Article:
Chris Archer's rough September (6.58 ERA in five starts) shouldn't take away from what's been a spectacular season for the 27-year-old.

20 23

This is the most exciting thing to happen at Petco Park all season.

21 16

We had them ranked No. 4 as the top AL team before the season. Uhhh...

22 21 For all the offseason buzz, they didn't fix a defense that was the third-worst in baseball by UZR last year. This year: Dead last.
23 22

Victor Martinez has been worth -1.9 WAR this year, and still has three years left on a $68 million contract. Yikes.

24 25

They've had four winning streaks of at least three games in September already. Odd.

25 28

We are all witness to Nolan Arenado's breakout season (41 HR, 126 RBI, .888 OPS).

26 24

The Tim Hudson-Barry Zito matchup on Saturday was awesome, even if the game ended with a 14-10 score.

27 27

Rallied for seven runs on Trevor Rosenthal and the Cardinals in the ninth inning Sunday, proving Brewers can definitely play spoiler in this final week.

28 26

You better believe they're going to want to impact the playoff race with series against Cubs and Pirates this week.

29 29

Swept out of Miami just another dark chapter in this sad season.

30 30

At least they don't have to worry about Papelbon anymore?

Remember that guy? Former Cubs shortstop Ricky Gutiérrez

Remember that guy? Former Cubs shortstop Ricky Gutiérrez

Ricky Gutiérrez played in the Majors from 1993-2004. He played shortstop for the Cubs from 2000-01 and later signed with them again in June 2004.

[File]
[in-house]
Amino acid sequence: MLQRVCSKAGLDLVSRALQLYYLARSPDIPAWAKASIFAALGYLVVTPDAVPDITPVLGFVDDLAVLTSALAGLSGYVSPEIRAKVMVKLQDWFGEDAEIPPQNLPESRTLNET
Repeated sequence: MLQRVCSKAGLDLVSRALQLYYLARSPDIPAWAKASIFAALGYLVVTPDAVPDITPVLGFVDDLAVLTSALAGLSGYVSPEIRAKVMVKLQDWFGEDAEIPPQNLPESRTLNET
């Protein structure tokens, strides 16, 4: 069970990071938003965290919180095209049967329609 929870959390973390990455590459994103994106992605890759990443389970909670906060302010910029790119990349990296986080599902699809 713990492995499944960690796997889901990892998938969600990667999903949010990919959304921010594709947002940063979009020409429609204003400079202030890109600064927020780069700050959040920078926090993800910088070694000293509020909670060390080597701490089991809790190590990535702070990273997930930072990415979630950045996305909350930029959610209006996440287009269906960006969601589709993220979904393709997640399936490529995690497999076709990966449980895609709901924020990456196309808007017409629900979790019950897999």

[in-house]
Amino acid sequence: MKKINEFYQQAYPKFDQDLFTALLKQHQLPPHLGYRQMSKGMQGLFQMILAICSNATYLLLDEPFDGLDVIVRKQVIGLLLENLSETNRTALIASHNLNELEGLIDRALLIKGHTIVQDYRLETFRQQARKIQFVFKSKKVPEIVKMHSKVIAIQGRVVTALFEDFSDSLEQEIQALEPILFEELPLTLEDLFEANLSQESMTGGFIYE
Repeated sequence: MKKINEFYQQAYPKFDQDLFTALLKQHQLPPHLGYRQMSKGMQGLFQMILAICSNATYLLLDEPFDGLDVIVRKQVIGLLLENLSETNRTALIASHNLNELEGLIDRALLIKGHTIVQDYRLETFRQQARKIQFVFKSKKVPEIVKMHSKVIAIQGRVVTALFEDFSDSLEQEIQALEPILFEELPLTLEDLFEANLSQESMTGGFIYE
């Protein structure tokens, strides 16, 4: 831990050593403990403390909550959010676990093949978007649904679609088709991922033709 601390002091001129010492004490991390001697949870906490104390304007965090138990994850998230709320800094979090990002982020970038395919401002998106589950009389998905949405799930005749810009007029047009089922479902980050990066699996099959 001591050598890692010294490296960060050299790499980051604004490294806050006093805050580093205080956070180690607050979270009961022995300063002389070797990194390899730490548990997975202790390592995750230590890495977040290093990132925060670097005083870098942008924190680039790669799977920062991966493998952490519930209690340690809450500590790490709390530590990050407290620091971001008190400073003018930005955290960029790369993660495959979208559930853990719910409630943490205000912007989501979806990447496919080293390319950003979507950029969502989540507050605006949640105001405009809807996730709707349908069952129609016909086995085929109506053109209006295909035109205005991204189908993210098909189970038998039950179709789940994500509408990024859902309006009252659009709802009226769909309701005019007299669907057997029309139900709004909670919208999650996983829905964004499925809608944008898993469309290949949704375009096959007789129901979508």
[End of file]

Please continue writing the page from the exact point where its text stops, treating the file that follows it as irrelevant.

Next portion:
However, Gutiérrez never got back to the Majors with the Cubs, who sent him to the Red Sox the following month. His final Major League game was with the Red Sox on Oct. 3, 2004, the final game of the 2004 regular season; he didn’t play in the 2004 postseason. Gutiérrez was subsequently signed and released by a few other teams, including the White Sox in 2005.

Gutiérrez holds the distinction of being the first Cubs player to hit a regular season grand slam against the White Sox (July 12, 2001). In his two seasons with the Cubs, he tied for the Major League lead in sacrifice bunts both years (16 in 2000, 17 in 2001) which was odd since he had a grand total of 18 sacrifice bunts in his 847 career games NOT in a Cubs uniform. He also had uncharacteristic power with the Cubs:  21 home runs for Chicago in 272 games, 17 home runs with everyone else (847 games).

What Cubs fans probably remember most is what Gutiérrez did against them. On May 6, 1998 he had the lone hit (many dispute it should have been ruled an error) for the Astros off Kerry Wood in Wood’s 20-strikeout masterpiece at Wrigley Field (Gutiérrez was responsible for two of the strikeouts). 

Later that season, on June 26, the number 20 and Gutiérrez were again connected when he had a 20-pitch battle against Bartolo Colón, which ended in a strikeout. It remained the last plate appearance in the Majors of at least 20 pitches until Brandon Belt flew out on the 21st pitch of an at-bat against the Angels' Jaime Barria on April 22, 2018.

Gutiérrez’s nephew, James Jones, played 14 seasons in the NBA for the Pacers, Suns, Trail Blazers, Heat and Cavaliers.